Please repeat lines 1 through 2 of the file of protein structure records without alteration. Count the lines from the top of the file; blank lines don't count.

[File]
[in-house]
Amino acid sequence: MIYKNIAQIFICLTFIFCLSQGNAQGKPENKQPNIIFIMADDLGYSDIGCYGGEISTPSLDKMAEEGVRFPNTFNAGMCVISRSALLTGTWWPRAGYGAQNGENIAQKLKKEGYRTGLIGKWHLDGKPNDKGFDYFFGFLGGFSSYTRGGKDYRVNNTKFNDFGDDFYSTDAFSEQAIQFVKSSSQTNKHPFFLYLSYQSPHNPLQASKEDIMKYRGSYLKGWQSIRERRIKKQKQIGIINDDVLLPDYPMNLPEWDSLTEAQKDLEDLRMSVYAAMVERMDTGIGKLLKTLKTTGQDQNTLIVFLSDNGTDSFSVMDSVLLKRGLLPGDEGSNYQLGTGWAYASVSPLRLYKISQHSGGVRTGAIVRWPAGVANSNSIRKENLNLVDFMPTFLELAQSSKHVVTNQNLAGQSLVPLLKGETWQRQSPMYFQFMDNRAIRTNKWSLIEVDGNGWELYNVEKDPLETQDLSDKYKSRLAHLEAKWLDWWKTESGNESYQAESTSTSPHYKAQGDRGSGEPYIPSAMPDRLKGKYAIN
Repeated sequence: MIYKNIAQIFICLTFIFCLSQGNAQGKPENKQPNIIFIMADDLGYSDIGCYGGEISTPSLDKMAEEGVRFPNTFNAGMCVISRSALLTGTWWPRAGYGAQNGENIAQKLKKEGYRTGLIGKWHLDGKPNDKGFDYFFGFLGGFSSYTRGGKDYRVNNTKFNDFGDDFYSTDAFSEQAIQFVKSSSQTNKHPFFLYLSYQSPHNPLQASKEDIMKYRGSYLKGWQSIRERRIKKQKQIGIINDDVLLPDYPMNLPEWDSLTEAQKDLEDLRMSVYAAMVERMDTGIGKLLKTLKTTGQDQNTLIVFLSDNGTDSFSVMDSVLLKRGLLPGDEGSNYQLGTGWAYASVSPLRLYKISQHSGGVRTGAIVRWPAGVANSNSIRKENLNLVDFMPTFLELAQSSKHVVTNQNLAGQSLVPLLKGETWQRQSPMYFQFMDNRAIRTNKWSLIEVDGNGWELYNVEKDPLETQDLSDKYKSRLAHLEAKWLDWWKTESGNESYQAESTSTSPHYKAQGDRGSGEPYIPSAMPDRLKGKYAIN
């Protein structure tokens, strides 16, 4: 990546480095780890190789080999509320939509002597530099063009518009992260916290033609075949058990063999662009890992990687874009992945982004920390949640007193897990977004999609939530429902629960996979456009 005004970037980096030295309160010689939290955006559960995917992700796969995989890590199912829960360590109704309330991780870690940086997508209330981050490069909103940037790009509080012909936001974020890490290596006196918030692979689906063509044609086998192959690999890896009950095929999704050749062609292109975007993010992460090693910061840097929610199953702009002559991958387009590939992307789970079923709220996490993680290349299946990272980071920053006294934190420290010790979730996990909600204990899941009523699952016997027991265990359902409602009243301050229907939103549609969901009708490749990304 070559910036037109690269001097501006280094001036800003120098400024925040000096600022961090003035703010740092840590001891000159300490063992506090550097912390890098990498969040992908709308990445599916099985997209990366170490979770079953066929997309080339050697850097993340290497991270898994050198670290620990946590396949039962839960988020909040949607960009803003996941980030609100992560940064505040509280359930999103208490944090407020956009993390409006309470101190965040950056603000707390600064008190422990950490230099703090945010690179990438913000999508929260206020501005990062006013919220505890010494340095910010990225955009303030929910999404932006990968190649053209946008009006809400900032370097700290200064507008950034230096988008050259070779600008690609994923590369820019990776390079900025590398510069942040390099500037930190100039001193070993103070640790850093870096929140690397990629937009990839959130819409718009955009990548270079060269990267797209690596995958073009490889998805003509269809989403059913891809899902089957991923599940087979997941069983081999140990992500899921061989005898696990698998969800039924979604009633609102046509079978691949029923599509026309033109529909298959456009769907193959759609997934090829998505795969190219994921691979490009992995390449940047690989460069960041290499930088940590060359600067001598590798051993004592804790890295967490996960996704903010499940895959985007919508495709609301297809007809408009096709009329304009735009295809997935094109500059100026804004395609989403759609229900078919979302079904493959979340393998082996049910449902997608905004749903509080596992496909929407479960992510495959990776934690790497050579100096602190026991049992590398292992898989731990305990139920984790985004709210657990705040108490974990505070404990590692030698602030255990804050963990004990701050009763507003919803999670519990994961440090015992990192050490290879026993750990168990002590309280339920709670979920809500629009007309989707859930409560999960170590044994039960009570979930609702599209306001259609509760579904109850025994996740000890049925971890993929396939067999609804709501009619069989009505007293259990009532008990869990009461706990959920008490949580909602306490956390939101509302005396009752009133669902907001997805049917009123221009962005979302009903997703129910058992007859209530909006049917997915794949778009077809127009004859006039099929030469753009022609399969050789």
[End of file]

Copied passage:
[in-house]
Amino acid sequence: MIYKNIAQIFICLTFIFCLSQGNAQGKPENKQPNIIFIMADDLGYSDIGCYGGEISTPSLDKMAEEGVRFPNTFNAGMCVISRSALLTGTWWPRAGYGAQNGENIAQKLKKEGYRTGLIGKWHLDGKPNDKGFDYFFGFLGGFSSYTRGGKDYRVNNTKFNDFGDDFYSTDAFSEQAIQFVKSSSQTNKHPFFLYLSYQSPHNPLQASKEDIMKYRGSYLKGWQSIRERRIKKQKQIGIINDDVLLPDYPMNLPEWDSLTEAQKDLEDLRMSVYAAMVERMDTGIGKLLKTLKTTGQDQNTLIVFLSDNGTDSFSVMDSVLLKRGLLPGDEGSNYQLGTGWAYASVSPLRLYKISQHSGGVRTGAIVRWPAGVANSNSIRKENLNLVDFMPTFLELAQSSKHVVTNQNLAGQSLVPLLKGETWQRQSPMYFQFMDNRAIRTNKWSLIEVDGNGWELYNVEKDPLETQDLSDKYKSRLAHLEAKWLDWWKTESGNESYQAESTSTSPHYKAQGDRGSGEPYIPSAMPDRLKGKYAIN